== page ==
Librarian and sci-fi author and enthusiast Susan Jane Bigelow ruminates on how the much-loved and storied TV show—which celebrated its 50th anniversary this week—has influenced her life and her approach to librarianship. (Bigelow also enlarges on this theme in her essay in Queers Dig Timelords: A Celebration of Dr. Who by the LBGTQ Fans Who Love It, which also features a piece by fellow librarian Neil Chester.) She also settles once and for all the lasting question of which Doctor would make the best librarian.
LJ: How did Dr. Who, your experience as a transgender woman, and librarianship intersect?
Susan Jane Bigelow: There’s this story that goes around about how someone who was transitioning was trying to explain the whole thing to a nerdy friend, and their friend just wasn’t getting it. No matter what they said, nothing was getting through. Finally she said, “It’s like I’m the Doctor, and I’m regenerating into a girl.” The friend got it then. I know a lot of people can’t relate to that, their experiences of transition are wildly different, but there’s a sort of constant and fundamental change underlying the show that I strongly identify with.
A lot of librarians are Doctor Who fans, which sort of makes sense. We’re always zipping around learning new things, grabbing bits and pieces of information from everywhere all the time.
When I was trying to figure myself out I did a lot of searching; I used all those library skills to find out as much as I could. It didn’t solve anything, that was up to me, but it gave me somewhere to start.
I also think I’m lucky to be in the library world, which tends to be very open and accepting.
As a librarian, what did you think of the library episode?
I felt a few ways about it. First, the idea of a planet-sized library is fantastic! But… a planet-sized library filled with killer aliens, that’s less nice. I hated the idea of a giant library that was closed!
I also wondered why in the world the Ultimate Library of the Future would be nothing but books. Doesn’t that seem a little odd?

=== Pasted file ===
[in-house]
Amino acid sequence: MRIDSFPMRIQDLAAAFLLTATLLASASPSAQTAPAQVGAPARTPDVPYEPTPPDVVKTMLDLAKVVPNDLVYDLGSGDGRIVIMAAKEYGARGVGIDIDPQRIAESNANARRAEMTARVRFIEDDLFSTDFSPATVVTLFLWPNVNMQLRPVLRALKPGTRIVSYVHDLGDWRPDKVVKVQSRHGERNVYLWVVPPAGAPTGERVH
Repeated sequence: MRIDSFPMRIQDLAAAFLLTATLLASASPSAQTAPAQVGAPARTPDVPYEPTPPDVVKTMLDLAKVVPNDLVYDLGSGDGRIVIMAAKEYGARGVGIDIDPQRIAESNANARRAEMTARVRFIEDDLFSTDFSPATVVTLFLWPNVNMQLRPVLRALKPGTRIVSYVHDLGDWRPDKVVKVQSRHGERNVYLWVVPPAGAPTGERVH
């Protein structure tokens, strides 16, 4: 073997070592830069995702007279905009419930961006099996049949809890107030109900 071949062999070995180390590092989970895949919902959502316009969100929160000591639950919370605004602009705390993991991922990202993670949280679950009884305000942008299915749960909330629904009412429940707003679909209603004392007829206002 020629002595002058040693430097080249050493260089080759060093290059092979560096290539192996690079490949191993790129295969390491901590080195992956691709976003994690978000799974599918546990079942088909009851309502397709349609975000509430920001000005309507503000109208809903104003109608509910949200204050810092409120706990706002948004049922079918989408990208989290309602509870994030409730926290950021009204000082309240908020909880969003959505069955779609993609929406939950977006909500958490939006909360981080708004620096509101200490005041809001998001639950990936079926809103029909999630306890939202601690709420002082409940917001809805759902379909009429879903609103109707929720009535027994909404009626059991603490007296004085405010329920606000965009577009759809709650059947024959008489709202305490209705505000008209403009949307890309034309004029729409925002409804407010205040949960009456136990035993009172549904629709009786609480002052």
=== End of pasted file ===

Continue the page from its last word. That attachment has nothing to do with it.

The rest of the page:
How has Dr. Who continued to inform or influence your practice of librarianship?
One of the things I love about the series is that it places such value on being creative, clever, and using whatever tools you have at your disposal to solve problems. If that isn’t librarianship, I don’t know what is.
Also, the whole ethos of constant change and keeping yourself open to new things and new experiences. That’s certainly what my library career’s been like.
What if anything about the show makes your inner librarian cringe?
The Doctor is basically a walking encyclopedia of the universe, plus he’s the last of his incredibly ancient race, but he never writes any of his vast knowledge down. Plus the filing system on the TARDIS is rubbish, how does he ever find anything he needs?
Also, in the Doctor’s own library on the TARDIS, the Encyclopaedia Gallifreya is in the form of bottles filled with a purple liquid. That seems like a single-use encyclopedia! Clara spills one of the volumes, and there’s no hint of whether they regenerate.
What reactions do you get from patrons or colleagues to your Whovian fandom?
A few watch the show, and we’ll talk about it, but others just give me that blank stare when I ask if they’re fans.
Which Doctor or Companion do you think would make the best librarian?
I think the Third Doctor, played by Jon Pertwee from 1970-74. He was so methodical and calm, and he seemed a bit more organized than many of his other incarnations. Plus he had that great car—isn’t that a fantastic car for a librarian to have?
River Song would probably make a great archivist, too.
If you could have any Dr. Who prop or power for use in the library, what would it be and how would you use it?
Beyond using a sonic screwdriver on the HVAC system, it would be wonderful to have a library that was bigger on the inside. Think of how many more computers, books, and study spaces we could fit in!
What didn’t I ask you about Dr. Who and librarianship that you’d like to talk about?
I think any show that inspires that sense of wonder in people, that makes us want to get out there and learn more about the world, is a great thing. I believe libraries do that, too. It’s not a coincidence that people have built small libraries that look just like the TARDIS, after all.